Wales politics

Councils in Wales 'will not merge for a decade'

Graphic of council logos
Image caption The Welsh Government had suggested the number of councils in Wales should be reduced from 22 to around eight or nine.

A council leader has said he does not believe local authorities in Wales will merge for at least 10 years.

The Welsh Government had suggested the number of councils in Wales be reduced from 22 to around eight or nine.

But Carmarthenshire leader Emlyn Dole said he has been told his council "will remain for at least 10 years".

Local Government Secretary Mark Drakeford will make a statement about reforming councils later in September.

Mr Dole told S4C's Newyddion 9 that he had received assurances about the immediate future of Carmarthenshire from Mr Drakeford.

He added: "The authorities will remain, unless they themselves want to merge. But there will be more of a regional footprint - working together on a regional level."

Local councils are already working together on regional consortia involved with improving education standards.

Ten local authorities are part of the Cardiff City Deal to boost the prospects of the south east region.

There is similar co-working on plans to develop the economies of north and south west Wales.

Ceredigion and Pembrokeshire are now repackaging black bag rubbish from the same site in Pembroke Dock - which is then sent to Sweden and recycled to heat houses.

'Has to come'

Dyfed Edwards, leader of Gwynedd council, told Newyddion 9 he would rather see a plan for reorganisation than face another decade without changes.

He added: "We need a new system of councils so that we can face not just the next decade, but the next 50 years. That has to come some day.

"I was a supporter of the ex-minister's plan to create new local authorities that could serve citizens across Wales.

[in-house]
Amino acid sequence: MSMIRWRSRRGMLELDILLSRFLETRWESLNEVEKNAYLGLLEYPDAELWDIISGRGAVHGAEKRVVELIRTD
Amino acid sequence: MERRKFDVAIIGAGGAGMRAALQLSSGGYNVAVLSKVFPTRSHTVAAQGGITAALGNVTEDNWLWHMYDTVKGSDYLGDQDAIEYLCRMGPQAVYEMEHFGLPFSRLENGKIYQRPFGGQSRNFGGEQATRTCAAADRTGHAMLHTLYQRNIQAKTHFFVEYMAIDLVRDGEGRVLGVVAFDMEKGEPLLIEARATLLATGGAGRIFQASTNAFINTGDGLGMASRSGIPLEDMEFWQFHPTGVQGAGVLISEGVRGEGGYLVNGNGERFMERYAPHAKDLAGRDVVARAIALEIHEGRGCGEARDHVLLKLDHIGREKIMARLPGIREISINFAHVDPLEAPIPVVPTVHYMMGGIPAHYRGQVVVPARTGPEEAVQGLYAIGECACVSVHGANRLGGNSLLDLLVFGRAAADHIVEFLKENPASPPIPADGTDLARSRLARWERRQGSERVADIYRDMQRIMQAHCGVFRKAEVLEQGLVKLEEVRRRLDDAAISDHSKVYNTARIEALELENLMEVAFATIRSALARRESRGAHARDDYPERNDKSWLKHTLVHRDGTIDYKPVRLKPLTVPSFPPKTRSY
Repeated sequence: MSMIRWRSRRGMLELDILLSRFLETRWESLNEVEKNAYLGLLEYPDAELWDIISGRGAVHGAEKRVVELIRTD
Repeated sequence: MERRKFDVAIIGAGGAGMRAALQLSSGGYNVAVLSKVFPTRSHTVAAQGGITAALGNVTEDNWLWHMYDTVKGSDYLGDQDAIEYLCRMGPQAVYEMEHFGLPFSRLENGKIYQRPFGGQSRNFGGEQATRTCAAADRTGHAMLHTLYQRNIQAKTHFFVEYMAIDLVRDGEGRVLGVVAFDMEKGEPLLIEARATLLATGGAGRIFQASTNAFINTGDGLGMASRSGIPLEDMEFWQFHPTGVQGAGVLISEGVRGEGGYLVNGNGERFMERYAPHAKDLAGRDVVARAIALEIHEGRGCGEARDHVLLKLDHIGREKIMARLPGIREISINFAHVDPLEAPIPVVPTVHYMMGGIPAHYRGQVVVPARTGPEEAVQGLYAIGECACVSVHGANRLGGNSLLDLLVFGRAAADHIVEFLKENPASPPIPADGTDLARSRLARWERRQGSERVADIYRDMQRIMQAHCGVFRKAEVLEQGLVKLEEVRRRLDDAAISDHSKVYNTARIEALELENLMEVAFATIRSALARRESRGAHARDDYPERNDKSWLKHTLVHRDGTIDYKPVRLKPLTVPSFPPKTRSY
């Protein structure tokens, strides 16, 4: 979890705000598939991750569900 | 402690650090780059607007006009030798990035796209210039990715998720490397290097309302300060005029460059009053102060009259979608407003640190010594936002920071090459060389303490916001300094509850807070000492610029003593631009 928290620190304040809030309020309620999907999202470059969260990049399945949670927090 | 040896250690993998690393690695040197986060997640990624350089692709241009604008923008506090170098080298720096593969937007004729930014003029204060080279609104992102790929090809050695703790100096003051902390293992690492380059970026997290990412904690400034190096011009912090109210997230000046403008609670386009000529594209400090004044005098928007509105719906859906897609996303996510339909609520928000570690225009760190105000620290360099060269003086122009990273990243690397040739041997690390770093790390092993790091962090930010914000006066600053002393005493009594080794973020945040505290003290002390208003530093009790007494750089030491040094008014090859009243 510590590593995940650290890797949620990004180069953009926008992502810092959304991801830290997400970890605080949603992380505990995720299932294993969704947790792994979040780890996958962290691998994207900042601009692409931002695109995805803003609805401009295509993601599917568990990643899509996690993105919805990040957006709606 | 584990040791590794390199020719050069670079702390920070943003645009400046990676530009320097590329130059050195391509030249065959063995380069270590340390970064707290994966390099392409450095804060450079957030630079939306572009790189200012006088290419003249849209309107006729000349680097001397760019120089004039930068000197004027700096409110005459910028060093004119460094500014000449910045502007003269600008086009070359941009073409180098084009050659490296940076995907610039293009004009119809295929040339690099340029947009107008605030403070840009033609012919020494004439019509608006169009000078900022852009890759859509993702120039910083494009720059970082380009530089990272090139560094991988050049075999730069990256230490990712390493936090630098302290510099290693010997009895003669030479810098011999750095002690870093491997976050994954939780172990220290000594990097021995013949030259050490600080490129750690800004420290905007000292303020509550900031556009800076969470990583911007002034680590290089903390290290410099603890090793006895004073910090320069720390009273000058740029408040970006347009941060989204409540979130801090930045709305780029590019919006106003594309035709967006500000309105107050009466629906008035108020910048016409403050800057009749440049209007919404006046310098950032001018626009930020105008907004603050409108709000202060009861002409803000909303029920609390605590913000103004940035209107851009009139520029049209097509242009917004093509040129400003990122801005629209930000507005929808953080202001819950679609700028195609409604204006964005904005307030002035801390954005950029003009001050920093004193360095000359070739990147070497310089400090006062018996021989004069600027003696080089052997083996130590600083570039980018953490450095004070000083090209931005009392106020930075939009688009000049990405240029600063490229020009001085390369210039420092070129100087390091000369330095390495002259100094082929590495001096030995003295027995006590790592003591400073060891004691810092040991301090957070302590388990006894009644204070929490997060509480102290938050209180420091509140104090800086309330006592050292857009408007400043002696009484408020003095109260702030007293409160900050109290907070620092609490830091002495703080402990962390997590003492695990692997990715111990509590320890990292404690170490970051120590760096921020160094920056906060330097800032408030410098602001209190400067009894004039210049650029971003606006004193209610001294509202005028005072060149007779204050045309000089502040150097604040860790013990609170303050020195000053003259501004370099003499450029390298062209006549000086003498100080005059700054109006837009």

"There wasn't much support within councils for a new map in terms of reorganisation.

"The only way it will happen is through voluntary agreements. Or if we look at a regional structure where services are brought together."

UKIP assembly group leader Neil Hamilton accused Labour Welsh Government ministers of having "no ambition or drive" to improve people's lives.

"It is utterly bizarre that we can make all the arrangements needed to leave the EU within two years, but it will take local councils more than 10 years to agree on joint working for tasks like rubbish collection or pot-hole filling," he said.

The Welsh Conservatives' local government spokeswoman Janet Finch-Saunders called for "certainty and continuity" in local government.

"If Labour's planned council mergers have been shelved for up to a decade then it will be very humbling indeed for the First Minister, whose government used up a lot of capital trying to force them through," she said.

"Instead of starting the process with a radical review of the services provided by local authorities, Labour ministers became pre-occupied with the geography of the new council map - which was completely the wrong way around."

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